Prioritization of HCV treatment in the direct-acting antiviral era: An economic evaluation

J Hepatol. 2016 Jul;65(1):17-25. doi: 10.1016/j.jhep.2016.02.007. Epub 2016 Feb 8.


Background & aims: We determined the optimal HCV treatment prioritization strategy for interferon-free (IFN-free) HCV direct-acting antivirals (DAAs) by disease stage and risk status incorporating treatment of people who inject drugs (PWID).

Methods: A dynamic HCV transmission and progression model compared the cost-effectiveness of treating patients early vs. delaying until cirrhosis for patients with mild or moderate fibrosis, where PWID chronic HCV prevalence was 20, 40 or 60%. Treatment duration was 12weeks at £3300/wk, to achieve a 95% sustained viral response and was varied by genotype/stage in alternative scenarios. We estimated long-term health costs (in £UK=€1.3=$1.5) and outcomes as quality adjusted life-years (QALYs) gained using a £20,000 willingness to pay per QALY threshold. We ranked strategies with net monetary benefit (NMB); negative NMB implies delay treatment.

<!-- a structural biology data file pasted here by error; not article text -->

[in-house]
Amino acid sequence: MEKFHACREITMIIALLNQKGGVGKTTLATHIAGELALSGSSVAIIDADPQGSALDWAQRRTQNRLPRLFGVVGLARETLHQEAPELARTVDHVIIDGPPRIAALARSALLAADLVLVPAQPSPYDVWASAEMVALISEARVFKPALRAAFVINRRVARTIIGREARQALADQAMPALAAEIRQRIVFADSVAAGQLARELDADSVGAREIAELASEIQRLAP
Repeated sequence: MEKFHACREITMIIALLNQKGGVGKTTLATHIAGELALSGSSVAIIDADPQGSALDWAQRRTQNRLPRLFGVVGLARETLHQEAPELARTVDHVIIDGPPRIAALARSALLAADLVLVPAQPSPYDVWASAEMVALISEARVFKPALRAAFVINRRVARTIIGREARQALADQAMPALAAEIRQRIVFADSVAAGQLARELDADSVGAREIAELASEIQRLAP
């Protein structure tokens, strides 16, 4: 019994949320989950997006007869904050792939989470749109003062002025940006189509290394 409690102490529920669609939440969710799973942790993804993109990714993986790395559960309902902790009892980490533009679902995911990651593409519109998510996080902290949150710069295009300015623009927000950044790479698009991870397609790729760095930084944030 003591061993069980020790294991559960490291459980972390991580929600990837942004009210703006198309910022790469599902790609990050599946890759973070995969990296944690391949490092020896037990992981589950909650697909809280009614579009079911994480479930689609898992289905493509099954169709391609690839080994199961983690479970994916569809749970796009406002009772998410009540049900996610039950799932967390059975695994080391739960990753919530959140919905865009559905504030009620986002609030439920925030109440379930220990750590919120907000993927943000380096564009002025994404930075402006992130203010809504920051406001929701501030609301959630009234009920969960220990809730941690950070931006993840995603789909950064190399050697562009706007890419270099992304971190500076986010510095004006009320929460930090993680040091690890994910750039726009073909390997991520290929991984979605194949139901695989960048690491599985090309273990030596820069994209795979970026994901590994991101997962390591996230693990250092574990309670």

Results: The most cost-effective group to treat were PWID with moderate fibrosis (mean NMB per early treatment £60,640/£23,968 at 20/40% chronic prevalence, respectively), followed by PWID with mild fibrosis (NMB £59,258 and £19,421, respectively) then ex-PWID/non-PWID with moderate fibrosis (NMB £9,404). Treatment of ex-PWID/non-PWID with mild fibrosis could be delayed (NMB -£3,650). In populations with 60% chronic HCV among PWID it was only cost-effective to prioritize DAAs to ex-PWID/non-PWID with moderate fibrosis. For every one PWID in the 20% chronic HCV setting, 2 new HCV infections were averted. One extra HCV-related death was averted per 13 people with moderate disease treated. Rankings were unchanged with reduced drug costs or varied sustained virological response/duration by genotype/fibrosis stage.

Conclusions: Treating PWID with moderate or mild HCV with IFN-free DAAs is cost-effective compared to delay until cirrhosis, except when chronic HCV prevalence and reinfection risk is very high.

Keywords: Hepatitis C; People who inject drugs; Prevention; Treatment.

MeSH terms

  • Antiviral Agents
  • Cost-Benefit Analysis
  • Hepatitis C*
  • Humans
  • Interferons
  • Sustained Virologic Response


  • Antiviral Agents
  • Interferons